Hamilton’s sole member of the Liberal party in the Legislative Assembly of Ontario, Ted McMeekin, announced Monday that he is resigning from Premier Kathleen Wynne’s Cabinet.
Earlier today I spoke with the Premier and let her know that I would not be continuing as a member of her Cabinet. I will continue to discharge my duties as Minister of Municipal Affairs and Housing until the Premier names a replacement.
My decision was focussed by the Premier’s intention to achieve gender parity in her next Cabinet.
[S]ometimes the best way for a man to advance the equality of women may be to step back and make room at the table.
For me, this is such a time.
I won’t tell you this was an easy decision. Even with all of my privilege and advantages, there’s a part of me that still wants to cry out “this isn’t fair.” It has caused me some soul searching.
McMeekin remains MPP for Ancaster-Dundas-Flamborough-Westdale, and there’s no doubt in my mind that McMeekin will remain a strong representative of his riding and of Hamilton as a whole.
His influence with the Premier is increased because he’s clearing a cabinet seat for the lead-up to the reelection campaign and he’ll be able to focus on implementing the many reforms he’s started in the past two years as Minister of Municipal Affairs and Housing.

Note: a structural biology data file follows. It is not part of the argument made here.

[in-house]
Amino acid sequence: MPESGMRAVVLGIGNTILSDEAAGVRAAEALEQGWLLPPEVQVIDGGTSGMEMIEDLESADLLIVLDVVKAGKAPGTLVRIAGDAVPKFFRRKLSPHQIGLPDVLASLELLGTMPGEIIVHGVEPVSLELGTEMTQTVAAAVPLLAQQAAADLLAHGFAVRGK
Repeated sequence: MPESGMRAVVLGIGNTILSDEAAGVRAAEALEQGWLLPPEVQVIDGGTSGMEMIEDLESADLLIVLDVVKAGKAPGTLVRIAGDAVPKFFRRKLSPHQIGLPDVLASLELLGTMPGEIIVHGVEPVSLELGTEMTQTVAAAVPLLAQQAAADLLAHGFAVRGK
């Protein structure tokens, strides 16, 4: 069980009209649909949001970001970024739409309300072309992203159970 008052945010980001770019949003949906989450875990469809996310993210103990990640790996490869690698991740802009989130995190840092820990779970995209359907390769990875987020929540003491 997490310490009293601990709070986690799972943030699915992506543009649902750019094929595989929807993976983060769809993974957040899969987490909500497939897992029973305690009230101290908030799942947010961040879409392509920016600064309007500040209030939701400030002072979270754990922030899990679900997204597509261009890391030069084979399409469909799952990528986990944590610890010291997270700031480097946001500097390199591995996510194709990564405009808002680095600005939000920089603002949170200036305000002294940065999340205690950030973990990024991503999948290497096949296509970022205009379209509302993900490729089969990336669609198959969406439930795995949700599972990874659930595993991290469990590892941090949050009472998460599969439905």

Ontario PC leader Patrick Brown knows McMeekin isn’t going to rest, writing in a statement “On behalf of the Ontario PC Party, I thank Ted for his years of service in Cabinet. Ted will remain a strong representative for his Ancaster-Dundas-Flamborough-Westdale constituents.”
McMeekin’s political career is far from over. He’s not going into retirement on the backbenches of the Wynne government.
McMeekin, The Activist Minister
He achieved his primary goals as Minister of Municipal Affairs and Housing.
He’s brought in municipal political reform with amendments to the Municipal Elections Act which will diminish the disproportionate advantages of incumbency, decrease the influence of money, allow municipalities to adopt ranked ballots, and a variety of housekeeping reforms.
McMeekin wrote his Masters’ Thesis in the late 1970s on affordable housing. As Minister, McMeekin brought in inclusionary zoning, updated the provincial long-term affordable housing strategy, and secured millions to renovate and refit social housing.
McMeekin’s statement refers to his “three daughters, all confident and accomplished young women. With my wonderful wife, they are the joy of my life”.
On the Greenbelt, McMeekin moved to strengthen the protections of the plan. This over the objections of greenfield developers and Council’s like Hamilton City Council.